**Example 4**

Factor: $r^{2}-8rs-9s^{2}$.

**Solution**

We need $r$ in the first term of each binomial and $s$ in the second terms. The last term of the trinomial is negative, so the factors must have opposite signs.

$r^{2}-8rs-9s^{2}$ | |

Note the the first terms are $r$, last terms contain $s$. | $(r \ \ \ \ s) (r \ \ \ \ s)$ |

Find the numbers that multiply to $-9$ and add to $-8$. |

Factors of $-9$ | Sum of Factors |
---|---|

$1, -9$ $-1, 9$ $3, -3$ | $1+(-9) = -8$ $-1+9= 8$ $3+(-3) = 0$ |

Use $1$, $-9$ as coefficients of the last terms. | $(r+s)(r-9s)$ |

Check: | $(r+s)(r-9s)$ $r^{2}-9rs+rs-9s^{2}$ $r^{2}-8rs-9s^{2} \ \checkmark$ |

Some trinomials are prime. The only way to be certain a trinomial is prime is to list all the possibilities and show that none of them work.

**Example 5**

Factor: $u^{2}-9uv-12v^{2}$.

**Solution**

We need $u$ in the first term of each binomial and $v$ in the second term. The last term of the trinomial is negative, so the factors must have opposite signs.

$u^{2}-9uv-12v^{2}$ | |

Note that the first terms are $u$, last terms contain $v$. | $(u \ \ \ \ v)(u \ \ \ \ v)$ |

Find the numbers that multiply to $-12$ and add to $-9$. |

Factors of $-12$ | Sum of Factors |
---|---|

$1, -12$ $-1, 12$ $2, -6$ $-2, 6$ $3, -4$ $-3, 4$ | $1+(-12) = -11$ $-1+12= 11$ $2+(-6) = -4$ $-2+6=4$ $3+(-4)=-1$ $-3+4=1$ |

Note there are no factor pairs that give us $-9$ as a sum. The trinomial is prime.

Let’s summarize the method we just developed to factor trinomials of the form $x^{2}+bx+c$.

**STRATEGY FOR FACTORING TRINOMIALS OF THE FORM $x^{2}+bx+c$**

When we factor a trinomial, we look at the signs of its terms first to determine the signs of the binomial factors.

$x^{2}+bx+c$

$(x+m)(x+n)$**When $c$ is positive, $m$ and $n$ have the same sign.**

$b$ positive | $b$ negative | |

$m$, $n$ positive | $m$, $n$ negative | |

$x^{2}+5x+6$ | $x^{2}-6x+8$ | |

$(x+2)(x+3)$ | $(x-4)(x-2)$ | |

same signs | same signs |

**When $c$ is negative, $m$ and $n$ have opposite signs. **

$x^{2}+x-12$ | $x^{2}-2x-15$ | |

$(x+4)(x-3)$ | $(x-5)(x+3)$ | |

opposite signs | opposite signs |

Note that, in the case when $m$ and $n$ have opposite signs, the signs of the one with the larger absolute value matches the sign of $b$.

**6.2.2 Factor Trinomials of the form $ax^{2}+bx+c$ using Trial and Error**

Our next step is to factor trinomials whose leading coefficient is not $1$, trinomials of the form $ax^{2}+bx+c$.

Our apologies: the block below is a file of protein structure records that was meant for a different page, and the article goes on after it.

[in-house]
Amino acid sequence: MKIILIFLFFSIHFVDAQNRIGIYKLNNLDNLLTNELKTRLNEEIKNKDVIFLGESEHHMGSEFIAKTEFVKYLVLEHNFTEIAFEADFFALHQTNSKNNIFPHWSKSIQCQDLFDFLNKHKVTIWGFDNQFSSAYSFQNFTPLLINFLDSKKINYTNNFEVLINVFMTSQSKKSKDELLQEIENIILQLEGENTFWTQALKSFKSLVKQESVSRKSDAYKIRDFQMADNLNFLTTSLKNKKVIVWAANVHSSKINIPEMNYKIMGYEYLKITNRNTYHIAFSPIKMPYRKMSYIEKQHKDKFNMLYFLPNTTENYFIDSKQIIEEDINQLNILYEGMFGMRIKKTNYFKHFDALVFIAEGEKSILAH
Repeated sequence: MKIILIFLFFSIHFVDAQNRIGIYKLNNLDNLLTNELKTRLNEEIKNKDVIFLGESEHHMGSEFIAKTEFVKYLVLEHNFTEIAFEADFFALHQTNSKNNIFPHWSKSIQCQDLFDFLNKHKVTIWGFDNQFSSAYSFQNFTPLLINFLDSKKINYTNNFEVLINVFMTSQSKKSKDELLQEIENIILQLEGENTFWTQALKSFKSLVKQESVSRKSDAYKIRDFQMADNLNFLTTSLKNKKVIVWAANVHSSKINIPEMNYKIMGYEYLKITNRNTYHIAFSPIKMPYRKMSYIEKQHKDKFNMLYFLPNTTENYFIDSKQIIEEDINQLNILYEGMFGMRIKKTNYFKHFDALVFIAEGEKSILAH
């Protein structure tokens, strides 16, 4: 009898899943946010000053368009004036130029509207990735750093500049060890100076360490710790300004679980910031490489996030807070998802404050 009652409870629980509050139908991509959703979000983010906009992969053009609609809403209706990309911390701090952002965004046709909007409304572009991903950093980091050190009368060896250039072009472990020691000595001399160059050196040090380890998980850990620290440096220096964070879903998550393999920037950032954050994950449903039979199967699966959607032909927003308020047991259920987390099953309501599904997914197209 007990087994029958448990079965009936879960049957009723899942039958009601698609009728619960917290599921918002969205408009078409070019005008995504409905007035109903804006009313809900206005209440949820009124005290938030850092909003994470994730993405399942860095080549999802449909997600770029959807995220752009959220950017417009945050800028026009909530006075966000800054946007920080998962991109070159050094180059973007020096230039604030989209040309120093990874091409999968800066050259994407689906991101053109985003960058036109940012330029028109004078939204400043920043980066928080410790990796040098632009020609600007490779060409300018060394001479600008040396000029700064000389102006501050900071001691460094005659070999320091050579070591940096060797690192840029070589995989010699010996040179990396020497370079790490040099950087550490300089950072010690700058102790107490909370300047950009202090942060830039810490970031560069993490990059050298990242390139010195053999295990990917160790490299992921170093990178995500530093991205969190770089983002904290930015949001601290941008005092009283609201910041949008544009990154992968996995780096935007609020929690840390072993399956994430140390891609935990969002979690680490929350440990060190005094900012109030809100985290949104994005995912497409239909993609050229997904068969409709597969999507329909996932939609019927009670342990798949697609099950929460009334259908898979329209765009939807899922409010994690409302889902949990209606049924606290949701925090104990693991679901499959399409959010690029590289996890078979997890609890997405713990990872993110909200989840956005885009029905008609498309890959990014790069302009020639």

Remember to always check for a GCF first! Sometimes, after you factor the GCF, the leading coefficient of the trinomial becomes $1$ and you can factor it by the methods we’ve used so far. Let’s do an example to see how this works.

**Example 6**

Factor completely: $4x^{3}+16x^{2}-20x$.

**Solution**

Is there a greatest common factor? | $4x^{3}+16x^{2}-20x$ |

Yes, GCF $=4x$. Factor it. | $4x(x^{2}+4x-5)$ |

Binomial, trinomial, or more than three terms? | |

It is a trinomial. So “undo FOIL.” | $4x(x \ \ \ \ \ ) (x \ \ \ \ \ )$ |

Use a table like the one show to find two numbers that multiply to $-5$ and add to $4$. |

Factor of $-5$ | Sum of factors |
---|---|

$1, -5$ $-1, 5$ | $1+(-5)=-4$ $-1+5=4$ |

Use $-1$, $5$. | $4x(x-1)(x+5)$ |

Check: | $4x(x-1)(x+5)$ $4x(x^{2}+5x-x-5)$ $4x(x^{2}+4x-5)$ $4x^{3}+16x^{2}-20x \ \checkmark$ |

What happens when the leading coefficient is not $1$ and there is no GCF? There are several methods that can be used to factor these trinomials. First we will use the Trial and Error method.

Let’s factor the trinomial $3x^{2}+5x+2$.

From our earlier work, we expect this will factor into two binomials.

$3x^{2}+5x+2$

$( \ \ \ \ \ \ \ )( \ \ \ \ \ \ \ )$

We know the first terms of the binomial factors will multiply to give us $3x^{2}$. The only factors of $3x^{2}$ are $1x$, $3x$. We can place them in the binomials.

$(x \ \ \ \ \ )(3x \ \ \ \ \ )$

Check: Does $1x \cdot 3x=3x^{2}$? Yes.

We know the last terms of the binomials will multiply to $2$. Since this trinomial has all positive terms, we only need to consider positive factors. The only factors of $2$ are $1$, $2$. But we now have two cases to consider as it will make a difference if we write $1$, $2$ or $2$, $1$.

Which factors are correct? To decide that , we multiply the inner and outer terms.

Since the middle term of the trinomial is $5x$, the factors in the first case will work. Let’s use FOIL to check.

$(x+1)(3x+2)$

$3x^{2}+2x+3x+2$

$3x^{2}+5x+2 \ \checkmark$

Our result of the factoring is:

$3x^{2}+5x+2$

$(x+1)(3x+2)$